The boss of an animal charity said she is at a loss as to how to ‘stop a cow from mooing in the countryside’ after noise complaints from neighbours.
The Happy Pants Ranch at Bobbing was given official abatement notices after its local council determined there is a ‘significant’ nuisance.
The rescue centre in Sittingbourne, Kent offers homes to around 350 abandoned animals – including 20 geese, 50 cockerels and cows, dogs, ducks, sheep, parrots and more.
Owner Amey James, 37, told Metro.co.uk: ‘So many people come to visit and volunteer at the sanctuary because they find it a peaceful, tranquil place, that it makes no sense to claim that the animals here are making nuisance noise.
‘The council has made no effort to help us with the situation or offer any advice – I mean, how are you supposed to stop a cow from mooing in the countryside?
‘If we actually had neighbours I’d understand, but the nearest residential property to the sanctuary is 230 metres away through woods. In the 10 years of running the sanctuary I’ve never had a complaint about anything, even when it was in the garden of a semi-detached house in a town.’
Swale Borough Council initially sent a written warning to the sanctuary in April, which told its owners to ‘stop allowing animals on the land to make an unreasonable level of noise’ and control the sound coming from a generator.
But the charity has now been given 90 days to fix the issue – or face prosecution and an unlimited fine.
Amey, who lives on the premises with her boyfriend Phil Greenhalgh, 32, said she has blacked out the windows of the cockerel barns to stop them crowing when the sun comes up, moved some geese to a pond further away from neighbours and put the generator inside a shed.
She claims there has been a ‘lack of communication’ from the council, but a spokesperson insisted it has worked with the ranch owners from the outset to resolve the issue.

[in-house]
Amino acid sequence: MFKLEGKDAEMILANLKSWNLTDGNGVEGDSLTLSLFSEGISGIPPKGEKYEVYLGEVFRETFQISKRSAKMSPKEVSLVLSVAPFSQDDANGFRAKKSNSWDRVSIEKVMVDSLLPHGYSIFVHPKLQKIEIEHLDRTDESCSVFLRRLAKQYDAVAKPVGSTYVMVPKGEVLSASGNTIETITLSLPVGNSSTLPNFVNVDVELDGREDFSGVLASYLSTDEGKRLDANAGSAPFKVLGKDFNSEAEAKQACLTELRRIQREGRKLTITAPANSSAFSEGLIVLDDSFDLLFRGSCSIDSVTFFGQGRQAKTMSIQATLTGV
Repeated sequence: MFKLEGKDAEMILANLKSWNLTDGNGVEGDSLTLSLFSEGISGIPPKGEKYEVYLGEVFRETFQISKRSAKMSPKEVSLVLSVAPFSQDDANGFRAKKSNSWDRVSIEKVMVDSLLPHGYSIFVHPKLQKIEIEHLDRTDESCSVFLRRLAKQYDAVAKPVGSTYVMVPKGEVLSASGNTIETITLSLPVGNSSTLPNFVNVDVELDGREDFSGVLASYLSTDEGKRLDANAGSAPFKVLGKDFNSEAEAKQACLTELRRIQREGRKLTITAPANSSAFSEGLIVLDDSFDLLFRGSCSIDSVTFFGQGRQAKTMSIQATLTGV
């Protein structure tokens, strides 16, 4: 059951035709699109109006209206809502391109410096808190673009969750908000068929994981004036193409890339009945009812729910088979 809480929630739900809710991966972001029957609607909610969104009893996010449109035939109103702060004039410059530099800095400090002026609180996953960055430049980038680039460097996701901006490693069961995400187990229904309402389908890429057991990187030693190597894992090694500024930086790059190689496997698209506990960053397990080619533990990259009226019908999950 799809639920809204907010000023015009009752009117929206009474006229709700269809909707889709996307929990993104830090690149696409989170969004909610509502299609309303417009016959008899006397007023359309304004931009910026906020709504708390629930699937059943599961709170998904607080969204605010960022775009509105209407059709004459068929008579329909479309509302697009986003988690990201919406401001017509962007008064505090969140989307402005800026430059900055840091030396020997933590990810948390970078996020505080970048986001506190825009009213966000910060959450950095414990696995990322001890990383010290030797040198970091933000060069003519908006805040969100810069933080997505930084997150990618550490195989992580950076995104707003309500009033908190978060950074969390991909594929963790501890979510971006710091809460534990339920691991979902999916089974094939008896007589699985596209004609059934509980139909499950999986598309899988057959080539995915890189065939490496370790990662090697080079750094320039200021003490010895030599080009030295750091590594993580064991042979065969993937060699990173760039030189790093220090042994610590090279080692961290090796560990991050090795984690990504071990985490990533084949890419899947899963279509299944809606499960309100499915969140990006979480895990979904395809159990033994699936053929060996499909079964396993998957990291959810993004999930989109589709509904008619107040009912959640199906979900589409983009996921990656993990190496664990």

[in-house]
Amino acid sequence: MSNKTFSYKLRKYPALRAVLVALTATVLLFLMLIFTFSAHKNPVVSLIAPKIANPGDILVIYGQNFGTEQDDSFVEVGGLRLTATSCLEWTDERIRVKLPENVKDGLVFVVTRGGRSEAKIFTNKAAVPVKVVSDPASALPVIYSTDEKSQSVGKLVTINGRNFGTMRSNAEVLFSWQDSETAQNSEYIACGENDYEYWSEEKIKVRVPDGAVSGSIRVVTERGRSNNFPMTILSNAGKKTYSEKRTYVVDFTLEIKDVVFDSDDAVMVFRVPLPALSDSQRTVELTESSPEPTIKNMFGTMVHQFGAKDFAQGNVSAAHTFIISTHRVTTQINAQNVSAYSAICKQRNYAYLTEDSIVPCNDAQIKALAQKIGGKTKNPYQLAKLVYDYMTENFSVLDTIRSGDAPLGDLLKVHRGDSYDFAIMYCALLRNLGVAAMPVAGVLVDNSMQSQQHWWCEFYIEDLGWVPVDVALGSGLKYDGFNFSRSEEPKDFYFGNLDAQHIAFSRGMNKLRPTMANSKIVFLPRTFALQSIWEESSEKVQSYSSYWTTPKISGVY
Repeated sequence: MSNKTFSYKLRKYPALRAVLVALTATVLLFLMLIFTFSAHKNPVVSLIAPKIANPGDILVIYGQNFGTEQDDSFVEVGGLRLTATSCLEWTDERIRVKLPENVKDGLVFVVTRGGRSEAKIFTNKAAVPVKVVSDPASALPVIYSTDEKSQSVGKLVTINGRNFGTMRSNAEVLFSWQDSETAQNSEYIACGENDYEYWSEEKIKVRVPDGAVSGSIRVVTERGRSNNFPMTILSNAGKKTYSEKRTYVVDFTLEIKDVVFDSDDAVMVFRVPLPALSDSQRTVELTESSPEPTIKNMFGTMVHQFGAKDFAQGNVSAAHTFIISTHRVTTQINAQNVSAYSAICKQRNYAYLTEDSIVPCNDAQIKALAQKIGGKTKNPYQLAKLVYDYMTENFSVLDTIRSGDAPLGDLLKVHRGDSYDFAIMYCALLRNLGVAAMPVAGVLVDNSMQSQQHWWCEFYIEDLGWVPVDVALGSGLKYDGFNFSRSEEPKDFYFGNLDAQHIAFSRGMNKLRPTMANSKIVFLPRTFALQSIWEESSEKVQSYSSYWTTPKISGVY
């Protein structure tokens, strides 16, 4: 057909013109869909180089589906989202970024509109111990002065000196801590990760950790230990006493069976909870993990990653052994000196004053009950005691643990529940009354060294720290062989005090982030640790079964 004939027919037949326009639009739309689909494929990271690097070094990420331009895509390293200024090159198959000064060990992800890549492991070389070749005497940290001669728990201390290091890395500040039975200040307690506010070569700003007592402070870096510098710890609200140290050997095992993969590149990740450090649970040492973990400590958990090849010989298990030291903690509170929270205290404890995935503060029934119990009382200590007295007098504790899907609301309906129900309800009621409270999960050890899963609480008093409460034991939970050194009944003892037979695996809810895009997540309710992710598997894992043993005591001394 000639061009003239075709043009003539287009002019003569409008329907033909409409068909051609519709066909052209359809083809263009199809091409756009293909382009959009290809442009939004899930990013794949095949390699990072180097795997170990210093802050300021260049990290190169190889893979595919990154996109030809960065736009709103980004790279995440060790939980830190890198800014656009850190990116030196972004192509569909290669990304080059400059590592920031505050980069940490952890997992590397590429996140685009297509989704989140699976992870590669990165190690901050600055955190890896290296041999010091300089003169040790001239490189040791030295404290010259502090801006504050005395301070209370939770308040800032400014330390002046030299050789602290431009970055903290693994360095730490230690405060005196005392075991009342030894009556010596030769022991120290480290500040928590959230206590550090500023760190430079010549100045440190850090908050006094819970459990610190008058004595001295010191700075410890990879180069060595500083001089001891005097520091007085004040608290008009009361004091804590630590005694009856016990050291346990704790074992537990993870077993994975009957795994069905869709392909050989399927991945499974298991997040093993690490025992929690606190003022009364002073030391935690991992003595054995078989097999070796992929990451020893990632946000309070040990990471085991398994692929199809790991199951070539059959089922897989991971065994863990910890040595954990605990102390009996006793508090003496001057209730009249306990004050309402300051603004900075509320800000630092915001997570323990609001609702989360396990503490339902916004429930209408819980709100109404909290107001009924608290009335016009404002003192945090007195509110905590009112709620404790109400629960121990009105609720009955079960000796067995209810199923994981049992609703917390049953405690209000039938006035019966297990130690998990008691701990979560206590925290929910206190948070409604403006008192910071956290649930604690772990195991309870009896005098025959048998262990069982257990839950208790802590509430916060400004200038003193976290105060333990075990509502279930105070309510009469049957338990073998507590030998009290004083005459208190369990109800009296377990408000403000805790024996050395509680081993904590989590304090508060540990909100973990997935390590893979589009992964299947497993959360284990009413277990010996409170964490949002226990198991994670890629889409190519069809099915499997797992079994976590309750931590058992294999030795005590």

‘It’s having a hugely detrimental effect on the sanctuary and could result in the charity being closed down,’ Amey added.
‘It’s costing so much precious time and money dealing with this ridiculous issue – time and money that should be being spent on the animals.’
A Swale Council spokesperson told Metro.co.uk the decision ‘has not been reached lightly’ after an ongoing investigation which included the use of noise monitoring equipment, site visits and diaries from the people affected in the area.
The noise notices require the noise from any generators to be reduced within 28 days, and from the cumulative constant daily noise from animals including cockerels, geese, sheep, cattle and dogs within 90 days.
‘We recognise that this is a sensitive matter and as such we have given an extended timescale for the owners to abate the animal noise nuisance,’ the spokesperson added.
‘We will of course support the owners where we can but once we have determined that the noise levels were in excess of what can be reasonably expected for a given location, then we are required by law to act.
‘Throughout the investigation we have offered to work with the site operator to resolve the situation, and this remains the case going forward.
‘Failure to comply with the notices can lead to prosecution and magistrates can give an unlimited fine.’
Get in touch with our news team by emailing us at email@example.com.
For more stories like this, check our news page.